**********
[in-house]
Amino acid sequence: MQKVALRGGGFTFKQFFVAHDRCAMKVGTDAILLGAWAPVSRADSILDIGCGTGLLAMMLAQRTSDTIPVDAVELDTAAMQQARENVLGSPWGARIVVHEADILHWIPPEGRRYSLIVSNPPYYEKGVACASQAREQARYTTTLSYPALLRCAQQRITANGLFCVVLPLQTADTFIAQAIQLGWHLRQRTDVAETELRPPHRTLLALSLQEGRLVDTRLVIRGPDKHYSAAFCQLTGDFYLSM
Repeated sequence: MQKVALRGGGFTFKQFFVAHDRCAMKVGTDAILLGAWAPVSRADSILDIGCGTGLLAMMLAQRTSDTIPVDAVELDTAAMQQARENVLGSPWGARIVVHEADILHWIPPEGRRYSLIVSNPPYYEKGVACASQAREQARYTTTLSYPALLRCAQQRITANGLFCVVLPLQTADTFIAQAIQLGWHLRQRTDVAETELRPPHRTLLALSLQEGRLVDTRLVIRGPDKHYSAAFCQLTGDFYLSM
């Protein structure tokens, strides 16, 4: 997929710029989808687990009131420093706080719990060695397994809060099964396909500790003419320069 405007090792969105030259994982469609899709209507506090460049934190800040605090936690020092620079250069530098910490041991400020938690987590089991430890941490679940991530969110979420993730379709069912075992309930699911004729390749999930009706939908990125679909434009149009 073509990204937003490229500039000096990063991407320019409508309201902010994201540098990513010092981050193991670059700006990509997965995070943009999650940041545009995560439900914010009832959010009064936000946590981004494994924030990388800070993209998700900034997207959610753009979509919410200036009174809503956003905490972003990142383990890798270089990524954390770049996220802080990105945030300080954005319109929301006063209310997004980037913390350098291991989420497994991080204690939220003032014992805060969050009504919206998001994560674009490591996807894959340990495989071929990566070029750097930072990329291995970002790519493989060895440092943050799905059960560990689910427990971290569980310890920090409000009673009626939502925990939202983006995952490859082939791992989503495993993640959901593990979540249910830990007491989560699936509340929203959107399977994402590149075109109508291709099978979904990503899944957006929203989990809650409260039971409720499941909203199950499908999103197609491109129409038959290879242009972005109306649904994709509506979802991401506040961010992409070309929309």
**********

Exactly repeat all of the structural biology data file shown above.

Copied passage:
[in-house]
Amino acid sequence: MQKVALRGGGFTFKQFFVAHDRCAMKVGTDAILLGAWAPVSRADSILDIGCGTGLLAMMLAQRTSDTIPVDAVELDTAAMQQARENVLGSPWGARIVVHEADILHWIPPEGRRYSLIVSNPPYYEKGVACASQAREQARYTTTLSYPALLRCAQQRITANGLFCVVLPLQTADTFIAQAIQLGWHLRQRTDVAETELRPPHRTLLALSLQEGRLVDTRLVIRGPDKHYSAAFCQLTGDFYLSM
Repeated sequence: MQKVALRGGGFTFKQFFVAHDRCAMKVGTDAILLGAWAPVSRADSILDIGCGTGLLAMMLAQRTSDTIPVDAVELDTAAMQQARENVLGSPWGARIVVHEADILHWIPPEGRRYSLIVSNPPYYEKGVACASQAREQARYTTTLSYPALLRCAQQRITANGLFCVVLPLQTADTFIAQAIQLGWHLRQRTDVAETELRPPHRTLLALSLQEGRLVDTRLVIRGPDKHYSAAFCQLTGDFYLSM
């Protein structure tokens, strides 16, 4: 997929710029989808687990009131420093706080719990060695397994809060099964396909500790003419320069 405007090792969105030259994982469609899709209507506090460049934190800040605090936690020092620079250069530098910490041991400020938690987590089991430890941490679940991530969110979420993730379709069912075992309930699911004729390749999930009706939908990125679909434009149009 073509990204937003490229500039000096990063991407320019409508309201902010994201540098990513010092981050193991670059700006990509997965995070943009999650940041545009995560439900914010009832959010009064936000946590981004494994924030990388800070993209998700900034997207959610753009979509919410200036009174809503956003905490972003990142383990890798270089990524954390770049996220802080990105945030300080954005319109929301006063209310997004980037913390350098291991989420497994991080204690939220003032014992805060969050009504919206998001994560674009490591996807894959340990495989071929990566070029750097930072990329291995970002790519493989060895440092943050799905059960560990689910427990971290569980310890920090409000009673009626939502925990939202983006995952490859082939791992989503495993993640959901593990979540249910830990007491989560699936509340929203959107399977994402590149075109109508291709099978979904990503899944957006929203989990809650409260039971409720499941909203199950499908999103197609491109129409038959290879242009972005109306649904994709509506979802991401506040961010992409070309929309």